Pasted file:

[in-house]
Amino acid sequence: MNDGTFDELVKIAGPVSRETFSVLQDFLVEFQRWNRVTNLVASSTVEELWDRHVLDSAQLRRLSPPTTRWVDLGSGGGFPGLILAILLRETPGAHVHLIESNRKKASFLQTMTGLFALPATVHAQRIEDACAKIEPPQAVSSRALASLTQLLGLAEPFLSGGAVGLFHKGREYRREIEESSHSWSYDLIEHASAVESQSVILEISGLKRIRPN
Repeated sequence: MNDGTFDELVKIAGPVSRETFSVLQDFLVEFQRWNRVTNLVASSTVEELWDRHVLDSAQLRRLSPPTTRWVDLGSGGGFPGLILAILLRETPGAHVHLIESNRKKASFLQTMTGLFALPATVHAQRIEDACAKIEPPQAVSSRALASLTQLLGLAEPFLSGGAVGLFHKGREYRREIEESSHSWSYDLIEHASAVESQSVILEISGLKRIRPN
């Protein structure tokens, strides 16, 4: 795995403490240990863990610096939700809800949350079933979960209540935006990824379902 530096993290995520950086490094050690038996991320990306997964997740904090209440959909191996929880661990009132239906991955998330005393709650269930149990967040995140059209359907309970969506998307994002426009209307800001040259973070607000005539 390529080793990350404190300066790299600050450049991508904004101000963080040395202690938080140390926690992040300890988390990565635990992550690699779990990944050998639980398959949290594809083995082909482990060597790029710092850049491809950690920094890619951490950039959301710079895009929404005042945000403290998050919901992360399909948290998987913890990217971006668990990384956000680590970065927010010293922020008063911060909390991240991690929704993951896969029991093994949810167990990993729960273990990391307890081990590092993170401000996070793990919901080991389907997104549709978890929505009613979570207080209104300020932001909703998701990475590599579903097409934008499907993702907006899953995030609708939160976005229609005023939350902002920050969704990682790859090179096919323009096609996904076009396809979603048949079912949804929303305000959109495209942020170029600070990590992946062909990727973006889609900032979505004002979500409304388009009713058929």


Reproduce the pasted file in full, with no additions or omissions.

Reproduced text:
[in-house]
Amino acid sequence: MNDGTFDELVKIAGPVSRETFSVLQDFLVEFQRWNRVTNLVASSTVEELWDRHVLDSAQLRRLSPPTTRWVDLGSGGGFPGLILAILLRETPGAHVHLIESNRKKASFLQTMTGLFALPATVHAQRIEDACAKIEPPQAVSSRALASLTQLLGLAEPFLSGGAVGLFHKGREYRREIEESSHSWSYDLIEHASAVESQSVILEISGLKRIRPN
Repeated sequence: MNDGTFDELVKIAGPVSRETFSVLQDFLVEFQRWNRVTNLVASSTVEELWDRHVLDSAQLRRLSPPTTRWVDLGSGGGFPGLILAILLRETPGAHVHLIESNRKKASFLQTMTGLFALPATVHAQRIEDACAKIEPPQAVSSRALASLTQLLGLAEPFLSGGAVGLFHKGREYRREIEESSHSWSYDLIEHASAVESQSVILEISGLKRIRPN
């Protein structure tokens, strides 16, 4: 795995403490240990863990610096939700809800949350079933979960209540935006990824379902 530096993290995520950086490094050690038996991320990306997964997740904090209440959909191996929880661990009132239906991955998330005393709650269930149990967040995140059209359907309970969506998307994002426009209307800001040259973070607000005539 390529080793990350404190300066790299600050450049991508904004101000963080040395202690938080140390926690992040300890988390990565635990992550690699779990990944050998639980398959949290594809083995082909482990060597790029710092850049491809950690920094890619951490950039959301710079895009929404005042945000403290998050919901992360399909948290998987913890990217971006668990990384956000680590970065927010010293922020008063911060909390991240991690929704993951896969029991093994949810167990990993729960273990990391307890081990590092993170401000996070793990919901080991389907997104549709978890929505009613979570207080209104300020932001909703998701990475590599579903097409934008499907993702907006899953995030609708939160976005229609005023939350902002920050969704990682790859090179096919323009096609996904076009396809979603048949079912949804929303305000959109495209942020170029600070990590992946062909990727973006889609900032979505004002979500409304388009009713058929």